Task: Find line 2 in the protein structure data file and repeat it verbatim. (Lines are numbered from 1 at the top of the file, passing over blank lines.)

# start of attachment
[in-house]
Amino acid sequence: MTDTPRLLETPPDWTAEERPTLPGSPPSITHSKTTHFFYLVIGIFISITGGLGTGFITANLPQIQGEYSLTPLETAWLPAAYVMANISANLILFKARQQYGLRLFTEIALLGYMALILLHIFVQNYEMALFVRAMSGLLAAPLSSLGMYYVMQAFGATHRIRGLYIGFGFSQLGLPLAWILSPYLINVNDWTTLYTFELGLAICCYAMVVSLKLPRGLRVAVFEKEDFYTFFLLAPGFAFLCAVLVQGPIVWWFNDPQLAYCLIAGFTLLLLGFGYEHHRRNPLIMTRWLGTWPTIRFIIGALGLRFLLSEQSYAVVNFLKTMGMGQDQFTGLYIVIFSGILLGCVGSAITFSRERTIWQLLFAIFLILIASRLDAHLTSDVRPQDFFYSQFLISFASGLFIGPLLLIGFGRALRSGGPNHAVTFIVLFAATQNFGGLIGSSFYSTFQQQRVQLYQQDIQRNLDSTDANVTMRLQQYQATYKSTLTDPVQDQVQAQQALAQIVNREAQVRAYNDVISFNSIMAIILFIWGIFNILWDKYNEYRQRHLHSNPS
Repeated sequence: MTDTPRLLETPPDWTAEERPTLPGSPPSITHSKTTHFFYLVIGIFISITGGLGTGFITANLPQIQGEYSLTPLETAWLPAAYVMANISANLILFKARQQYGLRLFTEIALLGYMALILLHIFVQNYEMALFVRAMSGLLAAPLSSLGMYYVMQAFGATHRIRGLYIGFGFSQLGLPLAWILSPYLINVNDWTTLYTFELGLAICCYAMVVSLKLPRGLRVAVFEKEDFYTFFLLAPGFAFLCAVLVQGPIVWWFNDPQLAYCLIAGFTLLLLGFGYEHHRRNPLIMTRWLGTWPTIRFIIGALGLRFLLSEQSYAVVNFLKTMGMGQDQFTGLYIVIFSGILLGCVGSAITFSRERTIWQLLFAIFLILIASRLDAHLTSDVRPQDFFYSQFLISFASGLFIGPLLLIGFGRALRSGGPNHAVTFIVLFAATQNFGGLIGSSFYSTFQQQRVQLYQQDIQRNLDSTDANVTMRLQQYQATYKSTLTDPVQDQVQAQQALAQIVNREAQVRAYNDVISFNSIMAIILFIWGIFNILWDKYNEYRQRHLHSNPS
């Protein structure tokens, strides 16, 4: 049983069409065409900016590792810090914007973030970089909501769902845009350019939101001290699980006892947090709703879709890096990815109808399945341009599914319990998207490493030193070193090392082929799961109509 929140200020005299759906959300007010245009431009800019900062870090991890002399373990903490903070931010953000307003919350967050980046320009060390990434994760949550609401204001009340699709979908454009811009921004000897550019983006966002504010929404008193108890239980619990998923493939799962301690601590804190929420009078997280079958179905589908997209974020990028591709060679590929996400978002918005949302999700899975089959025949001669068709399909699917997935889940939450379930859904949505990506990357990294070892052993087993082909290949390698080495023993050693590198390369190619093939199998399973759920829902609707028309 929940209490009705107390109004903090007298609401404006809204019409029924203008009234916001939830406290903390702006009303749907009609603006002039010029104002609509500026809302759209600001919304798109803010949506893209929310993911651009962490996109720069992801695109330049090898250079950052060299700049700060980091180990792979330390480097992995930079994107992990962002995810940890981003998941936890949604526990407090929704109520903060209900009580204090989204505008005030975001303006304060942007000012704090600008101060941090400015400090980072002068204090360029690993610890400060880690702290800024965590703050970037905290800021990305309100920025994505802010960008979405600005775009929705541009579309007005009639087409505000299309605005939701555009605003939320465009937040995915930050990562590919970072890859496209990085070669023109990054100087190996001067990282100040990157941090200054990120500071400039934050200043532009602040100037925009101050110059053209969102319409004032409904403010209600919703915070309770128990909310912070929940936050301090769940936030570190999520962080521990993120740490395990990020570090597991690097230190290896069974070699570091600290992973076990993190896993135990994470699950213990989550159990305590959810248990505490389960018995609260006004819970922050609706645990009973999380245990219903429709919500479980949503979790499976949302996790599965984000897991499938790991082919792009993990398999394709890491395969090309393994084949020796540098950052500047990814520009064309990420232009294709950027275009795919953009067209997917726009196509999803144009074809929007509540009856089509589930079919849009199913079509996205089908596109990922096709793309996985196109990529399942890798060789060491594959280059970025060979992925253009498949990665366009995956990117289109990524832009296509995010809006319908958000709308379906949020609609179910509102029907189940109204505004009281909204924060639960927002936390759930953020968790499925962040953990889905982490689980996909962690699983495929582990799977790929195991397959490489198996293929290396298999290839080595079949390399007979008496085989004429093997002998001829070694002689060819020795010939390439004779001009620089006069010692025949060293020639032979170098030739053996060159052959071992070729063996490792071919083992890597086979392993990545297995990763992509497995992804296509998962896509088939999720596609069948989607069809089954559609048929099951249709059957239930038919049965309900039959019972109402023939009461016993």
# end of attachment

Amino acid sequence: MTDTPRLLETPPDWTAEERPTLPGSPPSITHSKTTHFFYLVIGIFISITGGLGTGFITANLPQIQGEYSLTPLETAWLPAAYVMANISANLILFKARQQYGLRLFTEIALLGYMALILLHIFVQNYEMALFVRAMSGLLAAPLSSLGMYYVMQAFGATHRIRGLYIGFGFSQLGLPLAWILSPYLINVNDWTTLYTFELGLAICCYAMVVSLKLPRGLRVAVFEKEDFYTFFLLAPGFAFLCAVLVQGPIVWWFNDPQLAYCLIAGFTLLLLGFGYEHHRRNPLIMTRWLGTWPTIRFIIGALGLRFLLSEQSYAVVNFLKTMGMGQDQFTGLYIVIFSGILLGCVGSAITFSRERTIWQLLFAIFLILIASRLDAHLTSDVRPQDFFYSQFLISFASGLFIGPLLLIGFGRALRSGGPNHAVTFIVLFAATQNFGGLIGSSFYSTFQQQRVQLYQQDIQRNLDSTDANVTMRLQQYQATYKSTLTDPVQDQVQAQQALAQIVNREAQVRAYNDVISFNSIMAIILFIWGIFNILWDKYNEYRQRHLHSNPS